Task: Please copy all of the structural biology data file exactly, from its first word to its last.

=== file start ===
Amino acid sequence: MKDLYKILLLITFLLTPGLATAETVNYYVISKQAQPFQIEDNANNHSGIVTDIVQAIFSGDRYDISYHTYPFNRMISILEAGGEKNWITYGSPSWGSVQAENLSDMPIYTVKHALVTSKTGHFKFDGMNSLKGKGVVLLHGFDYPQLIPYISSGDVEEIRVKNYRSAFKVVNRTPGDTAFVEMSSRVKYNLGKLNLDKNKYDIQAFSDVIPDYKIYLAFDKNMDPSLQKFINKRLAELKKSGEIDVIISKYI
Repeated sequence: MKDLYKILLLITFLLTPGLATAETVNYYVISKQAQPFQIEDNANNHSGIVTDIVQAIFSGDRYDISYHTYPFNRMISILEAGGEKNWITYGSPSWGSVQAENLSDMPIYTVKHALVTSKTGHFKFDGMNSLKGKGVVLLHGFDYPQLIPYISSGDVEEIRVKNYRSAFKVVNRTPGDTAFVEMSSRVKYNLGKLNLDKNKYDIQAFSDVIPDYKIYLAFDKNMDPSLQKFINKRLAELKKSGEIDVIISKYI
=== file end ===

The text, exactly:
Amino acid sequence: MKDLYKILLLITFLLTPGLATAETVNYYVISKQAQPFQIEDNANNHSGIVTDIVQAIFSGDRYDISYHTYPFNRMISILEAGGEKNWITYGSPSWGSVQAENLSDMPIYTVKHALVTSKTGHFKFDGMNSLKGKGVVLLHGFDYPQLIPYISSGDVEEIRVKNYRSAFKVVNRTPGDTAFVEMSSRVKYNLGKLNLDKNKYDIQAFSDVIPDYKIYLAFDKNMDPSLQKFINKRLAELKKSGEIDVIISKYI
Repeated sequence: MKDLYKILLLITFLLTPGLATAETVNYYVISKQAQPFQIEDNANNHSGIVTDIVQAIFSGDRYDISYHTYPFNRMISILEAGGEKNWITYGSPSWGSVQAENLSDMPIYTVKHALVTSKTGHFKFDGMNSLKGKGVVLLHGFDYPQLIPYISSGDVEEIRVKNYRSAFKVVNRTPGDTAFVEMSSRVKYNLGKLNLDKNKYDIQAFSDVIPDYKIYLAFDKNMDPSLQKFINKRLAELKKSGEIDVIISKYI